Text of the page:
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Profiles in Impact: Alvin Johnson, Birmingham, Alabama

Oak Hill project in Birmingham’s historic Belview Heights neighborhood designed to provide opportunities for building generational wealth and community revitalization

Meet Alvin Johnson, GROWTH by NCRC’s agent partner at its new Oak Hill community in Birmingham, Alabama. Apart from a seven-year career in the US Navy and two years working in quality control for Firestone in Georgia, the Birmingham native has spent his life serving residents of the city and throughout Alabama. Since 1978, Johnson has worked with individuals, investors, developers and city officials interested in Birmingham’s many opportunities for homeownership, revitalization and development. 

“My goal has always been helping people even when it’s the hard thing to do,” Johnson said.  

Licensed as a Realtor® in Alabama and Georgia, Johnson and his team provide everything from access to capital to listing services, property management and buyer education programs. Since 2006, Johnson has also developed and built four subdivisions in the city. These are just a few of the reasons GROWTH selected Johnson to represent its Oak Hill community, a new affordable housing development that will feature 28 detached, single-family homes.  

GROWTH is an initiative of NCRC that builds and renovates affordable homes in 19 markets.

GROWTH’s Oak Hill project fills a significant gap in housing. Given Birmingham’s recent revitalization, housing stock in Birmingham has become too expensive or is too dilapidated for many would-be buyers.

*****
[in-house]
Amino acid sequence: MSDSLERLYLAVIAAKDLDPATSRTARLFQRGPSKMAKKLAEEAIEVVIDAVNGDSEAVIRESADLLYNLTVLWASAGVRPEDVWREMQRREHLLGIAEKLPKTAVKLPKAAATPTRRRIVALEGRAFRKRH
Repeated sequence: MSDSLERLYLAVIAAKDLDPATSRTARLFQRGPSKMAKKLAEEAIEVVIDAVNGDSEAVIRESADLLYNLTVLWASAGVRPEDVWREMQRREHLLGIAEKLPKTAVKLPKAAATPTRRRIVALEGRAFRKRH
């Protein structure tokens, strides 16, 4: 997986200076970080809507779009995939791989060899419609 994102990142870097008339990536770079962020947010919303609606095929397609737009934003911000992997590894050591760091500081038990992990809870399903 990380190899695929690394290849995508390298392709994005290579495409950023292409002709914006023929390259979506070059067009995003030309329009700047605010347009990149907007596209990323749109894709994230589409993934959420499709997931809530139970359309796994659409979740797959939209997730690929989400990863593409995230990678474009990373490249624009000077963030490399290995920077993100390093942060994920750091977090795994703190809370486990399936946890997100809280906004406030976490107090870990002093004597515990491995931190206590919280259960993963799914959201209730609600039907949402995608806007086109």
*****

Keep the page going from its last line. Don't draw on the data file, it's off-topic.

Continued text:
“Almost all of my folks want to stay in Birmingham in their neighborhood. They don’t want to leave family and friends, schools and amenities,” Johnson said.

A strong job market has driven demand for housing in the city. Home to Mercedes Benz, U.S. Steel, Amazon, University of Alabama Medical Center, Birmingham is also a transportation, engineering and tourism hub. 

“More people are moving here every day and more businesses are taking advantage of the city’s business council and small business support services,” Johnson said. “Oak Hill meets a need that must be filled. People in the community are excited about it—the dream of homeownership.”

Seven of the 28 homes are currently under construction with four already under contract.    

“This is a close-knit community with a deep sense of pride so it’s truly satisfying to see people who never thought they had a chance finally own their own home,” Johnson said.

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Redlining and Neighborhood Health

Before the pandemic devastated minority communities, banks and government officials starved them of capital.

Lower-income and minority neighborhoods that were intentionally cut off from lending and investment decades ago today suffer not only from reduced wealth and greater poverty, but from lower life expectancy and higher prevalence of chronic diseases that are risk factors for poor outcomes from COVID-19, a new study shows.

The new study, from the National Community Reinvestment Coalition (NCRC) with researchers from the University of Wisconsin–Milwaukee Joseph J. Zilber School of Public Health and the University of Richmond’s Digital Scholarship Lab, compared 1930’s maps of government-sanctioned lending discrimination zones with current census and public health data.

Table of Content

  • Executive Summary
  • Introduction
  • Redlining, the HOLC Maps and Segregation
  • Segregation, Public Health and COVID-19
  • Methods
  • Results
  • Discussion
  • Conclusion and Policy Recommendations
  • Citations
  • Appendix

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